Do-It-Yourself Home Repair 101 – Part 2
Although many repairs require the specialized knowledge of a professional, there are some you can do yourself with a little education, a great home repair reference book, and a sense of adventure. The do-it-yourself approach can also save you a lot of time and money. Here are the solutions to three additional common problems:
Problem #3: Whenever you use the toaster oven, it trips a circuit breaker.
Solution: The first thing to do is determine whether anything else shuts off along with the toaster. If other appliances lose power as well, then a circuit was probably overloaded, and you should call an electrician (this will cost about $100 minimum for a house call and an hour of labor). If nothing else loses power, the problem is within the toaster itself, and it will need to be replaced. Note: To reset the circuit breaker after it’s been tripped, locate the switch in the circuit breaker panel that’s in the off or middle position. Flip it all the way off and then all the way to the on position.
Problem #4: The toilet won’t stop running.
Solution: A toilet that runs wastes hundreds of gallons of water a week, according to Gene and Katie Hamilton, authors of Home Improvement for Dummies. To fix this problem, purchase a toilet repair kit for about $15. Once you’ve purchased the kit, turn off the water supply to the toilet (the shutoff valve is located behind the toilet), and flush the toilet to empty the water out of the tank. Then install the kit according to the enclosed directions, and reconnect the water line once you’re finished.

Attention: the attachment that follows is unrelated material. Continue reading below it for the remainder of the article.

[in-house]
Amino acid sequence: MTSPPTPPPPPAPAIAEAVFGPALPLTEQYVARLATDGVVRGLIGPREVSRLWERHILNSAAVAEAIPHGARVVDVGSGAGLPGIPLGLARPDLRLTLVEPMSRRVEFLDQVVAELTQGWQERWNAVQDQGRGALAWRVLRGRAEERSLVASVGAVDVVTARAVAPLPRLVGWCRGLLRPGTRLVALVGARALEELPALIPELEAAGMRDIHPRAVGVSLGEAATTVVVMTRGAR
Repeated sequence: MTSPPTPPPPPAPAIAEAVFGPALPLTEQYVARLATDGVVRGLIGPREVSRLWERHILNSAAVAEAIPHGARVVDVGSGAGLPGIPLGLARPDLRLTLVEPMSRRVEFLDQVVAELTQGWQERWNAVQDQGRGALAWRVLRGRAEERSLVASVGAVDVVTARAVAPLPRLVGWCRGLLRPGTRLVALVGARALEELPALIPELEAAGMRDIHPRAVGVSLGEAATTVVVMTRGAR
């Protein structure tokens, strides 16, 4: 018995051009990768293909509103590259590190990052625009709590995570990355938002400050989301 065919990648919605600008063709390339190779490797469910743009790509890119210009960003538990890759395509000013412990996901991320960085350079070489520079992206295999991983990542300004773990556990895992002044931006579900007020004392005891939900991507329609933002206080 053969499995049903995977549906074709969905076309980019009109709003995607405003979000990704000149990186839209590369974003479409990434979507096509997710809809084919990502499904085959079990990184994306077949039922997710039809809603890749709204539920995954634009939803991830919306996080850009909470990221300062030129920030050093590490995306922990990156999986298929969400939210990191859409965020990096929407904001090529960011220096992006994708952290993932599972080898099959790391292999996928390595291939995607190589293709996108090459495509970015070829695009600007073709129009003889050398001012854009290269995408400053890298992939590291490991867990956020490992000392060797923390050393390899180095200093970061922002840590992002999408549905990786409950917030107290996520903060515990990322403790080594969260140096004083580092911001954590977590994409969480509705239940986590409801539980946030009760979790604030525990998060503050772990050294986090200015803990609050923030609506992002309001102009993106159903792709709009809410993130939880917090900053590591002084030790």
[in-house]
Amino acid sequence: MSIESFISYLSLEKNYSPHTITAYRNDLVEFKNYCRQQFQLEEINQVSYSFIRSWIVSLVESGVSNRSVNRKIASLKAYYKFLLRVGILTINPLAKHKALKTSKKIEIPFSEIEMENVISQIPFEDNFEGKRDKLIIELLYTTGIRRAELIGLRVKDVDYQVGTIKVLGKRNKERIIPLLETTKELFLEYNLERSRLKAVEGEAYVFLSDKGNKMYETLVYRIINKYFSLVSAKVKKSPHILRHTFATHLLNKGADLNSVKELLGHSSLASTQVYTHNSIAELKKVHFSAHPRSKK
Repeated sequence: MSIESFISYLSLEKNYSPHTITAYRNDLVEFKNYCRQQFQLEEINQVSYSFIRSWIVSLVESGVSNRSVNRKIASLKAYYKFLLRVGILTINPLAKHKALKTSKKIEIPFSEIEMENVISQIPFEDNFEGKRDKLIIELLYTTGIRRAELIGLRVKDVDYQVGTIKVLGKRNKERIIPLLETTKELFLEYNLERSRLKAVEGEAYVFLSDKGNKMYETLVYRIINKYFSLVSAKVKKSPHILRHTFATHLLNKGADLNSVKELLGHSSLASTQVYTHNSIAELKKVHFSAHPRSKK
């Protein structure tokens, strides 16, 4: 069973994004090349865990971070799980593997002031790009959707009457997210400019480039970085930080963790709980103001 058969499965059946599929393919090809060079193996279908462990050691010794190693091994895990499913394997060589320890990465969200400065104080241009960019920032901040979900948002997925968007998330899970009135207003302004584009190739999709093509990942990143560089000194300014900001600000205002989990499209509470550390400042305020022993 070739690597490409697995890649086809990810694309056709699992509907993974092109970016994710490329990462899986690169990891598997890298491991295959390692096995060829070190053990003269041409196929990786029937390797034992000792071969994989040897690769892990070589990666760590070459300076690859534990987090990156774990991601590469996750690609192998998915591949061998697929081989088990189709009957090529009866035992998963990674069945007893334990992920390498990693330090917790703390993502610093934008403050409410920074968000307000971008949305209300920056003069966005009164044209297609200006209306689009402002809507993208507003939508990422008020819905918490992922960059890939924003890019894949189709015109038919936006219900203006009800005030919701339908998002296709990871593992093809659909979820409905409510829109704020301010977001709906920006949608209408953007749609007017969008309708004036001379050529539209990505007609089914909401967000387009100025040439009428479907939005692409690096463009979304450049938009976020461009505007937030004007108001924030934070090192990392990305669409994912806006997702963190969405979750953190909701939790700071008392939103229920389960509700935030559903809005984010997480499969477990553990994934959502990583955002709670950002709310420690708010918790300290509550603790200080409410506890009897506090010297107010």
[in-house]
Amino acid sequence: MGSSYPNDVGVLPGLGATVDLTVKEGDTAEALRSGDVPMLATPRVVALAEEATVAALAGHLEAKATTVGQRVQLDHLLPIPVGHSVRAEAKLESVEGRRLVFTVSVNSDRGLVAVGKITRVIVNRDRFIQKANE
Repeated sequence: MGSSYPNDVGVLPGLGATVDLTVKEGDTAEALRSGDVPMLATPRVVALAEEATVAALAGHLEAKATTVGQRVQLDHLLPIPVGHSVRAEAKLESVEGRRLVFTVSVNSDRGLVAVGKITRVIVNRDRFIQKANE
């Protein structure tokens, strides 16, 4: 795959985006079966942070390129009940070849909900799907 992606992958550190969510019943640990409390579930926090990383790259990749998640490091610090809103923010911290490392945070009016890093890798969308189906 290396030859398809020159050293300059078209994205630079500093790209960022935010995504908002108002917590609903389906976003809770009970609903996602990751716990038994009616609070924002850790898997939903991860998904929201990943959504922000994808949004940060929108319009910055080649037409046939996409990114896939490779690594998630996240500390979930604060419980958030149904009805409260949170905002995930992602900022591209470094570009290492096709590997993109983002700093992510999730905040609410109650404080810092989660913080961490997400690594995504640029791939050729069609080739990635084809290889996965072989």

Problem #5: The front door won’t lock unless you slam it shut.
Solution: If you’re knocking pictures off the wall because you have to slam your door to get it to lock, the first thing to look for is whether or not the strike plate (the small metal piece attached to the door frame) is positioned properly. The bolt on the door should easily interlock with the strike plate when the door is closed. If it doesn’t, the strike plate needs to be reset so that the bolt can rest centered between the top and bottom of the plate. If this doesn’t solve the problem, check the door’s weather stripping, which can sometimes keep a door from freely locking. It’s easy to install new weather stripping, and it can be purchased at any home improvement store. If your door still doesn’t close properly, call a carpenter to diagnose the problem. The door might be warped or tilted and need to be replaced. The labor will cost $35 to $38 per hour, not including the price of a new door, if needed.
Written by Dawn Pick Benson